Pulp Fiction…Paper-making Project

Lokta shrub cultivated on community land in Nangi.

One of the many projects fueled by Mahabir Pun’s imagination is the paper-making project launched ten years ago. Given this was an ancient skill lost to time some people thought it too great a challenge. Now a successful enterprise in Nangi and Salzar villages the project employs twelve women using local Lokta shrubs to make handmade paper products. But it was a long road to success and Mahabir gives credit to Chitra Pun, who you met in the November 5th, 2012 blog entry. Chitra was first trained in paper-making techniques in Kathmandu in 2002 and started the project by returning to Nangi and training five women in 2003.

Sitting down with Chitra last October in the lodge at Mohare Danda we spent the afternoon talking about the history of the Nangi paper-making project…a mushy business.

Harvested Lokta bark ready for processing.

Chitra started by telling me about anscestreal paper-making in the higher elevations of Myagdi District. He said his grandparents’ generation made paper from Lokta shrubs. They made paper while living in the forests and tending cattle. They made it due to necessity. It was hard work because the shrubs had to be cut at high elevations and carried down, the bark smells awful and stripping the bark makes the hands feel like they have been scalded…hardly the makings of a family tradition. Chitra’s mother remembers seeing them make the paper but her generation stopped because they began to move to the cities and beyond for employment. It was no longer a necessity.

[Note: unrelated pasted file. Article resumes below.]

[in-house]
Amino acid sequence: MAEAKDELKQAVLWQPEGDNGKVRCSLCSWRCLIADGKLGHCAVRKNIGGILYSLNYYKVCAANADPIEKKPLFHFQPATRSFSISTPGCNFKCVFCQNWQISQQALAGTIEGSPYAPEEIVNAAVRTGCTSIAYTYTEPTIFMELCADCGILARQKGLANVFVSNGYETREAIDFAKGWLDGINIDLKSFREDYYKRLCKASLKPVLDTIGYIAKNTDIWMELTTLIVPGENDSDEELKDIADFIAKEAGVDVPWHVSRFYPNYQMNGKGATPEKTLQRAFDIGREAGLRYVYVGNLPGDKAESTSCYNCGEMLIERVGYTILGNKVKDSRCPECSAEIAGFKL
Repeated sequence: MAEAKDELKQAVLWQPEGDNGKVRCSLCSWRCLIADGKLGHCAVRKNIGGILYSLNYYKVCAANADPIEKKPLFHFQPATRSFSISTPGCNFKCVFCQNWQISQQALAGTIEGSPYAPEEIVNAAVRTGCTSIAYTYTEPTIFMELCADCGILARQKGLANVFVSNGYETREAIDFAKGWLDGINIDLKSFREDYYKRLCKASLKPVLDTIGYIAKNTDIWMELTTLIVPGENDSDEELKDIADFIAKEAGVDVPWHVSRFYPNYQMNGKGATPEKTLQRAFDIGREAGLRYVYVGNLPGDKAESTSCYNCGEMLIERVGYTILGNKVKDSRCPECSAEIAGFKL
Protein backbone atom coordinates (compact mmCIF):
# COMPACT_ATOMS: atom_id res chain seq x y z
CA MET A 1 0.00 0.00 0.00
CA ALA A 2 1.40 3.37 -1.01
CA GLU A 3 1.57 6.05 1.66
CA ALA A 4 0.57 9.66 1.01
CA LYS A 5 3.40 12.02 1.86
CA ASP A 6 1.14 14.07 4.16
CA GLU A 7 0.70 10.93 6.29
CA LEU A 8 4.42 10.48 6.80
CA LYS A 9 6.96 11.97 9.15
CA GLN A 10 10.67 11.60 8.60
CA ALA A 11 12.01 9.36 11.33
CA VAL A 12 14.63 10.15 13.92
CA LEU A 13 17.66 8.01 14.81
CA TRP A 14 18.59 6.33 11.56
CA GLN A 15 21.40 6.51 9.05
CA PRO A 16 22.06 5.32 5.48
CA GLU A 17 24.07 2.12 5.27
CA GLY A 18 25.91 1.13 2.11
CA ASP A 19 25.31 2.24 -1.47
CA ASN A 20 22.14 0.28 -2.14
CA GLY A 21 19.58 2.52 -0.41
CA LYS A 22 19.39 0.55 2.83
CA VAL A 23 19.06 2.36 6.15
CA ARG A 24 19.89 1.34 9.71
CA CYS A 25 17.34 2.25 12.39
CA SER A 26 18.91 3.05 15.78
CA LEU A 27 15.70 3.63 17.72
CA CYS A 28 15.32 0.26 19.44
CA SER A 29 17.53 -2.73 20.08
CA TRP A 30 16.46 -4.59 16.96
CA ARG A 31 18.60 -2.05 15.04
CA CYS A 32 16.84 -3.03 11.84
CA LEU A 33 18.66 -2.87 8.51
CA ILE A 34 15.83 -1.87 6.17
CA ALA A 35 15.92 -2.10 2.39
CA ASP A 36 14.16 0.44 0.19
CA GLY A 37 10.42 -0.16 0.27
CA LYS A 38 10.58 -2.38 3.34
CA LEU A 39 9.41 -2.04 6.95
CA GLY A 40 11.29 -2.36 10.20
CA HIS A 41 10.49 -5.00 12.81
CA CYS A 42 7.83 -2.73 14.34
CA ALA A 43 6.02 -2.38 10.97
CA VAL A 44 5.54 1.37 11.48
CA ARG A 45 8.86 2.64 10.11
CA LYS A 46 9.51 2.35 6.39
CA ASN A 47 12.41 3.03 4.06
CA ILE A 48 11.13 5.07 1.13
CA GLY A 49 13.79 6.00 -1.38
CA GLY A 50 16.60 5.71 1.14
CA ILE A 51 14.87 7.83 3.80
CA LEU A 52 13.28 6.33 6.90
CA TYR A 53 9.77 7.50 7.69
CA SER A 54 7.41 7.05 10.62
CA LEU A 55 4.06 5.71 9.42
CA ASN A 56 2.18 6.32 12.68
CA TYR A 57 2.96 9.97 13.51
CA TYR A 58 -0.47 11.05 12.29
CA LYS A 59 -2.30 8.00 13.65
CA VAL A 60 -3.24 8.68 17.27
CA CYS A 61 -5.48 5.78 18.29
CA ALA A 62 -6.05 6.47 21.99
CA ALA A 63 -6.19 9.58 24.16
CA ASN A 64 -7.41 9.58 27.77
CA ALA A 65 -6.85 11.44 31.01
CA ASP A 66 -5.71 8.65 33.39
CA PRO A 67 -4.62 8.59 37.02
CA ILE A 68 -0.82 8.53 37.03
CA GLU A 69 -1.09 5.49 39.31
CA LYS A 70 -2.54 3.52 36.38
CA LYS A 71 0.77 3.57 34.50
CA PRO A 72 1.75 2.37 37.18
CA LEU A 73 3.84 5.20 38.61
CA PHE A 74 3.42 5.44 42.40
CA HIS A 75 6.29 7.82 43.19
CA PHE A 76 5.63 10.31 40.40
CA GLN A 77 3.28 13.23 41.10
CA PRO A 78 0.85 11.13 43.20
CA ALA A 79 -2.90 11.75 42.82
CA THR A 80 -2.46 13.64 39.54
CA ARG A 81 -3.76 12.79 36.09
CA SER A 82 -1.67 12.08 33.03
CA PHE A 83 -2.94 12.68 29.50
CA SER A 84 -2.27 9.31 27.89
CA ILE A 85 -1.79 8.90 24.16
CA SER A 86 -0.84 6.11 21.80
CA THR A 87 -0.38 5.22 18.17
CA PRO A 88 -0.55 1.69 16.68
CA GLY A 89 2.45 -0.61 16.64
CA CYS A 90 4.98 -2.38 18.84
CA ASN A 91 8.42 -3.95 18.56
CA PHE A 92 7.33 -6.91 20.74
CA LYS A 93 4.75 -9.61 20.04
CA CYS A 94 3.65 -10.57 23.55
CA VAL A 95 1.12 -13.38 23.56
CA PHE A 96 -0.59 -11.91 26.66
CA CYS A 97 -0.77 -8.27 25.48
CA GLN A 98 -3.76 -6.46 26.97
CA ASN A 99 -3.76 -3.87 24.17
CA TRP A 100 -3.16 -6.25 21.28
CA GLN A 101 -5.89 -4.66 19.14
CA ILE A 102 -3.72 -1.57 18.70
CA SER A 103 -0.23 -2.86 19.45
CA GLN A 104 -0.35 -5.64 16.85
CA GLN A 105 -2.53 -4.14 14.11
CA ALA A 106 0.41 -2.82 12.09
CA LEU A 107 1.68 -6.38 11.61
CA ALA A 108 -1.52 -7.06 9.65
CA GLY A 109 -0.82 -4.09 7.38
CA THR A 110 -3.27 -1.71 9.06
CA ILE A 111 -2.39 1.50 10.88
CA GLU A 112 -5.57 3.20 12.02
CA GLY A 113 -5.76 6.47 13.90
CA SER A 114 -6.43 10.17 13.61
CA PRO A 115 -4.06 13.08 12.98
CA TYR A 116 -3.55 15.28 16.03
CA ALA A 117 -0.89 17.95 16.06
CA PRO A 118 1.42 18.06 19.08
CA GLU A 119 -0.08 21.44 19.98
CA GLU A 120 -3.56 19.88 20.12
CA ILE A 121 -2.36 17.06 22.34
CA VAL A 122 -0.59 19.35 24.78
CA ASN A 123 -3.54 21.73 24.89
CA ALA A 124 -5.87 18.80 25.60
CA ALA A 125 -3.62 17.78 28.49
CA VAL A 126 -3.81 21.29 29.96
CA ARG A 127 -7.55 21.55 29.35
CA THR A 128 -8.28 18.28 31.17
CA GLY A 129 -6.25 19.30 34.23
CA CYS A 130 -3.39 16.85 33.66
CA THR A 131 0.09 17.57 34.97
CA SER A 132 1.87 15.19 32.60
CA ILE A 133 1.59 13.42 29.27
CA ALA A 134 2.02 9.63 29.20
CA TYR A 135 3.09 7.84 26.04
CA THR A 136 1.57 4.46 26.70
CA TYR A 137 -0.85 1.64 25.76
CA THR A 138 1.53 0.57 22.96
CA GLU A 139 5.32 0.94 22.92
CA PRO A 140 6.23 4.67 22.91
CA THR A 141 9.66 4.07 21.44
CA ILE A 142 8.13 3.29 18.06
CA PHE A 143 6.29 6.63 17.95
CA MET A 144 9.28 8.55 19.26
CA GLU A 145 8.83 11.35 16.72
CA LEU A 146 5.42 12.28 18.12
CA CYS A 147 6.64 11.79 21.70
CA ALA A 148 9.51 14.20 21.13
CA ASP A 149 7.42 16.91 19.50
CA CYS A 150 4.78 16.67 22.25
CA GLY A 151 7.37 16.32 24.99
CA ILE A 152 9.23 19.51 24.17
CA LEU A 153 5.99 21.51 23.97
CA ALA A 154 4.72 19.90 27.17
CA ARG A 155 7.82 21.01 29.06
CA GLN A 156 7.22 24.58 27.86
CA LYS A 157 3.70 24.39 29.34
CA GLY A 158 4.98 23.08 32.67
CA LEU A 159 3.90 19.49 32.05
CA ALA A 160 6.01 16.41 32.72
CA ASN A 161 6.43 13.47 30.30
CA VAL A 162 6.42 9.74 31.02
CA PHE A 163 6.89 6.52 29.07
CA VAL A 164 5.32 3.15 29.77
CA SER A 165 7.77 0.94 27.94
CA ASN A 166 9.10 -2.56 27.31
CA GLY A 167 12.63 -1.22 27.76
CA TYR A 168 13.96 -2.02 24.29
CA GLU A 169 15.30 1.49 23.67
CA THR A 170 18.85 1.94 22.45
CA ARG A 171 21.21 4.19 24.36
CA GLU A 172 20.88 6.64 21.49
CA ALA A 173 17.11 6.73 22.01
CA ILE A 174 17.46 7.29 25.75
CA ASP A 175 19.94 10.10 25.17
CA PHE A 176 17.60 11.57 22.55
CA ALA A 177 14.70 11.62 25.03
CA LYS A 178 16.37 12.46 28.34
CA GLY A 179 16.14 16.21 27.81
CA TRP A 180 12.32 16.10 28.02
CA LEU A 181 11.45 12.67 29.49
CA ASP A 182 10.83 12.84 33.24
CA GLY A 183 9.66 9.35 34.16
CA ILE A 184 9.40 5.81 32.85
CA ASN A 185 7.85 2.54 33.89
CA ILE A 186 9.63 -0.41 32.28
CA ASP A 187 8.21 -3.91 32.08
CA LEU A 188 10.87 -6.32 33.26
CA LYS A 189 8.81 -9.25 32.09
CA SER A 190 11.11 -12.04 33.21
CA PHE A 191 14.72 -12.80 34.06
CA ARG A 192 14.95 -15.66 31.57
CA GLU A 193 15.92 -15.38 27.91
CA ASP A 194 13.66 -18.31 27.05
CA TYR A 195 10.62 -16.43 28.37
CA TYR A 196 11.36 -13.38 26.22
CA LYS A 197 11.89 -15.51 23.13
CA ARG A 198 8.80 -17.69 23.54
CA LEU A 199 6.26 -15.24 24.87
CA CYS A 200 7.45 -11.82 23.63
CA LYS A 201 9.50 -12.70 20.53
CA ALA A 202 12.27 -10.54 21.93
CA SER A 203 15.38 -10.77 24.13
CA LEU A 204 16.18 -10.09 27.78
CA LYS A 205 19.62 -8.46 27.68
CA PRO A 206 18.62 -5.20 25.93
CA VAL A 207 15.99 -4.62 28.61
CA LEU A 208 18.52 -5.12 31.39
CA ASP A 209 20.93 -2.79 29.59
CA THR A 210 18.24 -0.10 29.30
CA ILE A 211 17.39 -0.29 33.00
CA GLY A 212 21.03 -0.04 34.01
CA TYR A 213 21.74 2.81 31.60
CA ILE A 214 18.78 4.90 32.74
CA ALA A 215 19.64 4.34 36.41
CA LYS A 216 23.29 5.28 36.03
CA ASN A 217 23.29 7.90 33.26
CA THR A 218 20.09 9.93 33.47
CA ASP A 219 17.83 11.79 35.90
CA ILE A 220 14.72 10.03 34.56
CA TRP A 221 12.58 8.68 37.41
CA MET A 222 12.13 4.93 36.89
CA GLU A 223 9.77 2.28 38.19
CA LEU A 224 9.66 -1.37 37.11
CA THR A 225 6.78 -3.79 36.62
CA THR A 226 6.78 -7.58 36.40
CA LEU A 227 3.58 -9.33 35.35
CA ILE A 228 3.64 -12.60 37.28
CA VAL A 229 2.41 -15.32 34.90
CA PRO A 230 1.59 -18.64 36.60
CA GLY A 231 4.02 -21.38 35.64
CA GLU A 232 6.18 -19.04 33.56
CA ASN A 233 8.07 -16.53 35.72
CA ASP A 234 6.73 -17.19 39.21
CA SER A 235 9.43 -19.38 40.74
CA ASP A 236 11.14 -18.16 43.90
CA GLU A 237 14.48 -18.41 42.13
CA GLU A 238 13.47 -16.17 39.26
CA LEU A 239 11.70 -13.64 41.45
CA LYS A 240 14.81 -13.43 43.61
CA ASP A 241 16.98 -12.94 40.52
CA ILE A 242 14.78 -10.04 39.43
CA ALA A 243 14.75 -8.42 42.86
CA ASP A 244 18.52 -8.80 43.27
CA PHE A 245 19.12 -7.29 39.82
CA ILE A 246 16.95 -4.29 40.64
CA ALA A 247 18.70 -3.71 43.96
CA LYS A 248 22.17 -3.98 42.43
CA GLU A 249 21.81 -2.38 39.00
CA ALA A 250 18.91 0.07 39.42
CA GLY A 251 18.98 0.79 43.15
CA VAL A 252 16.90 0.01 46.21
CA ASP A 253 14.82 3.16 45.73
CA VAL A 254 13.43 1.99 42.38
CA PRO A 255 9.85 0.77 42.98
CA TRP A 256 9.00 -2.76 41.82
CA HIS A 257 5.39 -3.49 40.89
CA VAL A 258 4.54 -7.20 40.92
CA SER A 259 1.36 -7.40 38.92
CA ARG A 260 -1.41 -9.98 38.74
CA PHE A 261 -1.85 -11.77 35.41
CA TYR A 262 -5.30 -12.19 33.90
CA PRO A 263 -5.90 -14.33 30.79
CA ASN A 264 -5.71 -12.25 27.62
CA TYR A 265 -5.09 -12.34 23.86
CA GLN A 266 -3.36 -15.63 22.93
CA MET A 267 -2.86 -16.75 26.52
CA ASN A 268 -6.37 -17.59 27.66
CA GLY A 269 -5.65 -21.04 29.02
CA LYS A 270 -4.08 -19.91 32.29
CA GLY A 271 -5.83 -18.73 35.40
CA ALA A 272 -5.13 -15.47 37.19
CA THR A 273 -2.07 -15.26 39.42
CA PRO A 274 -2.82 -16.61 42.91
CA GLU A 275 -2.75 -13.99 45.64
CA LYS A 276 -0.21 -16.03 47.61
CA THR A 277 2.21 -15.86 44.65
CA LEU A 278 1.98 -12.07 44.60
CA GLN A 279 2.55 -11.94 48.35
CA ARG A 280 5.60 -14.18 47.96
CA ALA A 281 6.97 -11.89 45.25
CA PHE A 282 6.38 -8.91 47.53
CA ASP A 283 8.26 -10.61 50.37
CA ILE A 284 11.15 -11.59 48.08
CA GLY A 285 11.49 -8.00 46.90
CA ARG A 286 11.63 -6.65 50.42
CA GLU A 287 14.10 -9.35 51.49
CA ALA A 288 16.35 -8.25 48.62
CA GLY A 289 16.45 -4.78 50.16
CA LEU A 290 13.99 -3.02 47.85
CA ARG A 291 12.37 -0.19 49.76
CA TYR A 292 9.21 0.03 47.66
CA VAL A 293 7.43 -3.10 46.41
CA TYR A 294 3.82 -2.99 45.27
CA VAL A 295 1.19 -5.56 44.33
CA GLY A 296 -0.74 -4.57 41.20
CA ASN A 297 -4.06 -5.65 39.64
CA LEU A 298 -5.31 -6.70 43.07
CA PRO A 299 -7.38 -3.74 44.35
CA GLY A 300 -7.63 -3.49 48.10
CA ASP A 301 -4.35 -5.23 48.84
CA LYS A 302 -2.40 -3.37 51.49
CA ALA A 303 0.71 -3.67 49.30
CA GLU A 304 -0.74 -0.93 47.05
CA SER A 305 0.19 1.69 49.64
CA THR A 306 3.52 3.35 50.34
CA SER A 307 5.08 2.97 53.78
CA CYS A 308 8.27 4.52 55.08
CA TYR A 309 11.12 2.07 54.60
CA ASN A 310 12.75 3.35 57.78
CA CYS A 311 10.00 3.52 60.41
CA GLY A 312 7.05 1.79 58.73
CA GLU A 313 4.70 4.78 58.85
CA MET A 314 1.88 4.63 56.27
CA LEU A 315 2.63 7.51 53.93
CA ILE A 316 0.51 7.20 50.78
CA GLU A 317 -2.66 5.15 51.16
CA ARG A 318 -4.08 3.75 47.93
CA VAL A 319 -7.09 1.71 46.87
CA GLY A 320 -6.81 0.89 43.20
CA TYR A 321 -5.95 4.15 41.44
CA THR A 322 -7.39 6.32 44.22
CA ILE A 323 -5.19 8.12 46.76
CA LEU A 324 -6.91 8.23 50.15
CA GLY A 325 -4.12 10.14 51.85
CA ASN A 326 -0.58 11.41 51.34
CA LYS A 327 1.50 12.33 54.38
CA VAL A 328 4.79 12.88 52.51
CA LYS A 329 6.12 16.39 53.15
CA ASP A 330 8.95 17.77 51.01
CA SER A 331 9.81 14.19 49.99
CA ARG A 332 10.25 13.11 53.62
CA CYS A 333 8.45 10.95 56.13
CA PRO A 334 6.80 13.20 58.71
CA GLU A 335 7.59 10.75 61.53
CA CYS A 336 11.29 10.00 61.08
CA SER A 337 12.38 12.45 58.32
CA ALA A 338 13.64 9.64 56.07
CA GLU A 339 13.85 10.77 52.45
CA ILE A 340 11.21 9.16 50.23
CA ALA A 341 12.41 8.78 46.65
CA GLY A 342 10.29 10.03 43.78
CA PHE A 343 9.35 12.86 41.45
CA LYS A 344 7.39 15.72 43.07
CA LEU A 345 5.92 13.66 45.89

Lokta bark being cooked in the paper processing shed in Nangi.

There was no written history of paper-making but Chitra asked his grandmother and she explained their process. Lokta shrubs grow best above 2500 meters (9000 feet) so they would spend days cutting and carrying to lower elevations to process. The outer bark was peeled away and the inner bark chopped and boiled. The resulting pulp was mixed with firewood ashes and water, then stirred in a large wooden pond located in the forest. This mash was rinsed and spread on cotton cloth to dry in the sun. The paper was sold in Pokhara and the monies used for village needs, as this was a community project.

It has come full circle with the resurgence in natural paper-making driven initially by Japanese markets. Join me next week for more stories about papermaking…it’s no Pulp Fiction, but it’s interesting. Former volunteers, if you have volunteered in Nangi with the paper-making project tell us about your experience.

One thought on “Pulp Fiction…Paper-making Project

  1. Cousin,
    That Nepali paper is absolutely beautiful. It looks and feels more like fabric than paper. Thanks for letting me know what the paper makers go through to produce it.

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